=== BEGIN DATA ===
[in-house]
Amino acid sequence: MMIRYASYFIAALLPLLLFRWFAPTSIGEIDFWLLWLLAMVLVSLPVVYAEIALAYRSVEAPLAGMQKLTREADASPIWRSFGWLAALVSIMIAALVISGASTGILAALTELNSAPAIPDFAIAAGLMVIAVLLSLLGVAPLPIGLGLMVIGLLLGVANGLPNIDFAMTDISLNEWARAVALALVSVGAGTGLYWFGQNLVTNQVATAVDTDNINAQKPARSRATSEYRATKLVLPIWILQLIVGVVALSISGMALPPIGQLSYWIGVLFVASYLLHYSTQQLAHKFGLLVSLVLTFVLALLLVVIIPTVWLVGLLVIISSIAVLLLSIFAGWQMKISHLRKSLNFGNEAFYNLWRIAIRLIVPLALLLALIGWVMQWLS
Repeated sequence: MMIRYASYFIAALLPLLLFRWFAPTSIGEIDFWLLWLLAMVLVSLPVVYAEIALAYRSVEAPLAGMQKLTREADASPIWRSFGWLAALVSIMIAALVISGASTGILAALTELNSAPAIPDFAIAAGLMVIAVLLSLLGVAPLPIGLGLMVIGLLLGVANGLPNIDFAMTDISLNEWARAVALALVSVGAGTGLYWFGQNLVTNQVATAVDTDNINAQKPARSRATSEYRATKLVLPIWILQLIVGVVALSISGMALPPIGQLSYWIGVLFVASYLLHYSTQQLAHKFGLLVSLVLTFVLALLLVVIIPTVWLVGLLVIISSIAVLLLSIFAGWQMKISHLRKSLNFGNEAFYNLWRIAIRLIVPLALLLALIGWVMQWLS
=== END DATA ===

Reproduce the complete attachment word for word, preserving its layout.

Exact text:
[in-house]
Amino acid sequence: MMIRYASYFIAALLPLLLFRWFAPTSIGEIDFWLLWLLAMVLVSLPVVYAEIALAYRSVEAPLAGMQKLTREADASPIWRSFGWLAALVSIMIAALVISGASTGILAALTELNSAPAIPDFAIAAGLMVIAVLLSLLGVAPLPIGLGLMVIGLLLGVANGLPNIDFAMTDISLNEWARAVALALVSVGAGTGLYWFGQNLVTNQVATAVDTDNINAQKPARSRATSEYRATKLVLPIWILQLIVGVVALSISGMALPPIGQLSYWIGVLFVASYLLHYSTQQLAHKFGLLVSLVLTFVLALLLVVIIPTVWLVGLLVIISSIAVLLLSIFAGWQMKISHLRKSLNFGNEAFYNLWRIAIRLIVPLALLLALIGWVMQWLS
Repeated sequence: MMIRYASYFIAALLPLLLFRWFAPTSIGEIDFWLLWLLAMVLVSLPVVYAEIALAYRSVEAPLAGMQKLTREADASPIWRSFGWLAALVSIMIAALVISGASTGILAALTELNSAPAIPDFAIAAGLMVIAVLLSLLGVAPLPIGLGLMVIGLLLGVANGLPNIDFAMTDISLNEWARAVALALVSVGAGTGLYWFGQNLVTNQVATAVDTDNINAQKPARSRATSEYRATKLVLPIWILQLIVGVVALSISGMALPPIGQLSYWIGVLFVASYLLHYSTQQLAHKFGLLVSLVLTFVLALLLVVIIPTVWLVGLLVIISSIAVLLLSIFAGWQMKISHLRKSLNFGNEAFYNLWRIAIRLIVPLALLLALIGWVMQWLS